Rail Roundup: FreightCar America names new CFO; US rail volumes flat

A photograph of intermodal containers parked at a rail yard.

FreightCar America names new CFO

Railcar manufacturer FreightCar America (NASDAQ: RAIL) has named Terence R. “Terry” Rogers CFO, effective last Monday. Rogers has been serving as interim CFO since January.

As CFO, Rogers will lead FreightCar America’s finance activities, including its business planning, budgeting, forecasting, treasury and information technology, the company said.

President and Chief Executive Officer Jim Meyer commented in a release, “We are thrilled to have a person of Terry’s caliber join the permanent team. He is an extremely experienced financial leader and brings invaluable experience as we complete the remaining steps of our strategic repositions and look to pivot to long-term growth.”

He continued, “We are on track to complete the transition of our production to Mexico in early 2021 and remain focused on achieving our goals to become the highest quality, lowest cost producer in the industry and build a manufacturing platform well positioned for the future.”

Rogers has nearly 40 years of experience in finance, accounting and operations. He served as CFO for Roadrunner Transportation Systems from 2017 to 2019, and he was CFO of Heico Cos. from 2012 to 2017. During an over 17-year tenure at Ryerson, he served in a variety of executive roles, including CFO.

“Jim and the team have executed a comprehensive transformation of the business, which has significantly enhanced our competitive position,” Rogers said in the release. “I look forward to the future of the Company, and believe we have the right strategy to complete the repositioning and return to long-term growth.”

Rogers holds a master’s degree in business administration from the University of Michigan and a bachelor’s degree in accounting from Illinois State University.

U.S. rail volumes minimally higher year-over-year

U.S. rail traffic was up 0.3% for the week ending Saturday amid a 7% drop in carload volumes and a 6.9% increase in intermodal volumes, according to data from the Association of American Railroads.

Weekly U.S. rail volumes totaled 480,483 carloads and intermodal units, with volumes up 0.3% from the same period in 2020. 

U.S. carloads slipped 7% to 211,420 carloads as gains for grain and forest products weren’t enough to offset losses for coal, metallic ores and metals, motor vehicles and parts, nonmetallic minerals. and petroleum and petroleum products. 

A comparison of select U.S. carloads on a relative basis: grain (blue: RTOGR.USA), chemicals (orange: RTOCH.USA), coal (green: RTOCO.USA) and petroleum products (purple: RTOPP). (FreightWaves SONAR)

Meanwhile, U.S. intermodal traffic rose 7% on a weekly basis to 269,063 containers and trailers.

For the first six weeks of 2021, U.S. rail volumes totaled 3.08 million carloads and intermodal units, a 4% increase year-over-year.

U.S. rail carloads (blue: RTOTC.USA), intermodal trailers (orange: RTOIT.CLASSI) and containers (green: RTOIC.CLASSI) over the past year. (FreightWaves SONAR)

Year-over-year comparisons can be uneven in the first quarter of 2021 because of the Lunar New Year. Factories in China cease operations during the holiday, whose date is different every year.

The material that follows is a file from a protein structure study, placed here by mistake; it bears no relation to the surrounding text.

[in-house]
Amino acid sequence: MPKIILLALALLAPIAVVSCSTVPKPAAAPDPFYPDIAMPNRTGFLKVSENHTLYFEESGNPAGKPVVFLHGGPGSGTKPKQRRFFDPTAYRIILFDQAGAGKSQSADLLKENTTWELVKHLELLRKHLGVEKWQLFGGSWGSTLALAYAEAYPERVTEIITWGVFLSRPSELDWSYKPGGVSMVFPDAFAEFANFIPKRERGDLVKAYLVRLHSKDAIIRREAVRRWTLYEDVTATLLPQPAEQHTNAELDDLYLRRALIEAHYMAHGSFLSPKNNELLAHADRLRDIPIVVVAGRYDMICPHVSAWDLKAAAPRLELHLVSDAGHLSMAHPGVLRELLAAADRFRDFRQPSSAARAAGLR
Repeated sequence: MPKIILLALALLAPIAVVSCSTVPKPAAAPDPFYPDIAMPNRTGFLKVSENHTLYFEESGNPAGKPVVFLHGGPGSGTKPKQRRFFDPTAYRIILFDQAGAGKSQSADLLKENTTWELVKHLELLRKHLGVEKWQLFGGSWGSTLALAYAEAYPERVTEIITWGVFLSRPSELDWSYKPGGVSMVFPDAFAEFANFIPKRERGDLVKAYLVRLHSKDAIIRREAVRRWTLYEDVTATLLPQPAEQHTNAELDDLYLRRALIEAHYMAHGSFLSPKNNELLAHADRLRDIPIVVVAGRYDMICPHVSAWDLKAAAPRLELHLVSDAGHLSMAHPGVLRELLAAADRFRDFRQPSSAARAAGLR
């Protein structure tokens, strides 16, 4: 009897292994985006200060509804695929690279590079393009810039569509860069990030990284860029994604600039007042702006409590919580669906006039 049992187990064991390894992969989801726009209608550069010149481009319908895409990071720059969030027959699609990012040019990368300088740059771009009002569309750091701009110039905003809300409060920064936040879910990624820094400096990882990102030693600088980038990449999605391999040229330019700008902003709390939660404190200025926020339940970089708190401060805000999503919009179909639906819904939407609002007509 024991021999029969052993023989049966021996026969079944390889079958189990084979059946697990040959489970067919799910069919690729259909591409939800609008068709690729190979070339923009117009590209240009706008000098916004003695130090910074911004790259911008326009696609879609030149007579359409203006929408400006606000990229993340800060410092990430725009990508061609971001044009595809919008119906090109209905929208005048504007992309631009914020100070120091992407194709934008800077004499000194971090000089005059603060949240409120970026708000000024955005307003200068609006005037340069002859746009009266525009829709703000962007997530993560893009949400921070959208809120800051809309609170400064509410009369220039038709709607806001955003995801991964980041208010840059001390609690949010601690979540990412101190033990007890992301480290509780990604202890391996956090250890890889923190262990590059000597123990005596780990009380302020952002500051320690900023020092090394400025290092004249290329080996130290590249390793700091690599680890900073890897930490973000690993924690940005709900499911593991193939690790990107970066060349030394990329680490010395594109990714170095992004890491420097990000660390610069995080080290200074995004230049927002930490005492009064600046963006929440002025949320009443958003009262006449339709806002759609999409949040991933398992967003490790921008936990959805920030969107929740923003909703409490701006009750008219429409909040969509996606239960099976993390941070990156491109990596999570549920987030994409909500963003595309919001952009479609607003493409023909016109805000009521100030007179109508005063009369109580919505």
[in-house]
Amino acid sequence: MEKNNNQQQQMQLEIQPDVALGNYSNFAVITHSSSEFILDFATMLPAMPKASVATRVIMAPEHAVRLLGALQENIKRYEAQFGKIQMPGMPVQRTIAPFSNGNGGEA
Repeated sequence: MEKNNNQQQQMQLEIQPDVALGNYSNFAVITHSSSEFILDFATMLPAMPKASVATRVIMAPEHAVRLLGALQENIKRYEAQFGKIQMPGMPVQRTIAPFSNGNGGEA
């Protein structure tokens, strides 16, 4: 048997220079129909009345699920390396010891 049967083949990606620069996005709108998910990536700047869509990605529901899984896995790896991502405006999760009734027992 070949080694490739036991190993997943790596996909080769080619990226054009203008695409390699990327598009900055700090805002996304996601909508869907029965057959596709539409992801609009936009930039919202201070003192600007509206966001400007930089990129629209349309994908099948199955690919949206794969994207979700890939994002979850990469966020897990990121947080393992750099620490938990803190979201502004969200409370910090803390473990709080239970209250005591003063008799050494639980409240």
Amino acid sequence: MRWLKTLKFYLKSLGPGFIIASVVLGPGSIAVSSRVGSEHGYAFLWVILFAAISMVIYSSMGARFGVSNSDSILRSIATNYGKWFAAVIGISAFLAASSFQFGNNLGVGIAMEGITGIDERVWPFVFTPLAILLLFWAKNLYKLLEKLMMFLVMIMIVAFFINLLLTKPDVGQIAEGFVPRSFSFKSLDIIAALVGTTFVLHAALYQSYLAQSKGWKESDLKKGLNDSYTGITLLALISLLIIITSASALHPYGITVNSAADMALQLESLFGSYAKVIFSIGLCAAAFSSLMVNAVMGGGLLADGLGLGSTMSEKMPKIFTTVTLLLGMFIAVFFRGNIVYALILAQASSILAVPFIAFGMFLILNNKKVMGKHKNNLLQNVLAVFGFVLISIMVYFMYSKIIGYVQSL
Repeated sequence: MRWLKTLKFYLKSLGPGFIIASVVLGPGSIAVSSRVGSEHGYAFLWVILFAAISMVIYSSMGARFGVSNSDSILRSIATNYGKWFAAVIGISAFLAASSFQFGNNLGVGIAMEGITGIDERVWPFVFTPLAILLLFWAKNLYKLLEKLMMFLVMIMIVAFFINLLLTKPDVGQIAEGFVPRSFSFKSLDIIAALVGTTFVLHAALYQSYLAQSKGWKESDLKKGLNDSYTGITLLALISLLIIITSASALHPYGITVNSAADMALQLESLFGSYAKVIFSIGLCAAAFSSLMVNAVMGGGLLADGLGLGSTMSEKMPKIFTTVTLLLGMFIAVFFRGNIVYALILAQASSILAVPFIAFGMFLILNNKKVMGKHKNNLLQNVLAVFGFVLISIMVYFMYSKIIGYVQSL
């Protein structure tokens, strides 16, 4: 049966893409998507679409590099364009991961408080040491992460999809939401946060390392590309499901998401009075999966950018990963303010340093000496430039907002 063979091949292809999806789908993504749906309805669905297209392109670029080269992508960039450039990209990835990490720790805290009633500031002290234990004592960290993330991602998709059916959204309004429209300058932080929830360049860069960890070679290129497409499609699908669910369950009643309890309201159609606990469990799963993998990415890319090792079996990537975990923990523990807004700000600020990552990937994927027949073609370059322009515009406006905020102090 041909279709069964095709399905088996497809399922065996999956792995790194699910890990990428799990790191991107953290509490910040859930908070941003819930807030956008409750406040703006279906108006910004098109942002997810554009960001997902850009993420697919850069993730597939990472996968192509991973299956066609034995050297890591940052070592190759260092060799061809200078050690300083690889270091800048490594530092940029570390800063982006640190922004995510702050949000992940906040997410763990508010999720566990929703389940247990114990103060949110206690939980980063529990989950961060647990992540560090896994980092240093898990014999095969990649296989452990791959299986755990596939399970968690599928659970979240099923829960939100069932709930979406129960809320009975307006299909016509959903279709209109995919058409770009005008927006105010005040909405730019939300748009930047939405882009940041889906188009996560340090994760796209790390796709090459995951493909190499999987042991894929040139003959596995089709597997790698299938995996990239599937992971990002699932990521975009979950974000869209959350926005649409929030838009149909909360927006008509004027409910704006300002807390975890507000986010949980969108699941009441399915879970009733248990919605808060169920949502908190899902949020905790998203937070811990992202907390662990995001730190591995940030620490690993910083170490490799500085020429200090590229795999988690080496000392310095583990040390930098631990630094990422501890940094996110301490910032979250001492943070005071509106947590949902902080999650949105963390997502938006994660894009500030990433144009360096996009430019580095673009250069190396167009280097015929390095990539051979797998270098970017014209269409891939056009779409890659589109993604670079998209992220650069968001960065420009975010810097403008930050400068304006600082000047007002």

“With the timing of the holiday changing each year, this skews Y/Y and Wk/Wk comps in weekly volume data every 1Q, as manufacturers and transport providers look to ship orders ahead of the standstill that closes China’s factories and ports,” said transportation analyst Bascome Majors in a Wednesday research note for Susquehanna Financial Group.

For this year, intermodal volumes on a year-over-year basis could appear higher in the next three weeks because 2020’s volumes reflect the factory shutdowns, according to Majors. 

In March, intermodal volumes for 2021 could appear lower, reflecting this year’s shutdowns. However, unlike past years, there are two factors that could influence results. A prolonged shutdown in 2020 as a result of the COVID-19 outbreak impacted 2020 traffic, while some Chinese factories opted to remain open over the 2021 holiday to catch up on backlogs, according to Majors.

Savannah Gateway Industrial Hub reaches milestones

The development of Georgia’s Savannah Gateway Industrial Hub (SGIH) is proceeding as planned, organizers say.

At the 2,600-acre multimodal industrial park, A&R Logistics’ export headquarters is fully operational, while the park’s OmniTRAX rail infrastructure has started to receive shipments from CSX (NASDAQ: CSX) and Norfolk Southern (NYSE: NSC).

The industrial park is a partnership between infrastructure investment firm The Broe Group and the Effingham County Industrial Development Authority. The Broe Group is OmniTRAX’s parent company.

“The amazing speed of this buildout delivered well ahead of plan, under these market conditions, is a testament to the shared commitment and incredible collaboration from OmniTRAX, Broe Real Estate Group, Effingham County, the Class I railroads and the Port of Savannah,” said A&R Logistics President Chris Ball in a release. “The Port of Savannah is poised to be a key plastics export hub, and our new export operation delivers a strategic facility from which we can best serve our customers’ global needs.”

The industrial park is within 12 miles of the Port of Savannah. FreightWaves reported on A&R Logistics’ opening in December.

“The A&R facility, SGIH’s new rail yards and the miles of park rail infrastructure are the latest examples of OmniTRAX’s ability to create and deliver full spectrum rail served real estate solutions designed to solve customer needs,” said Scott Brinner, OmniTRAX executive vice president of corporate development and strategic accounts.

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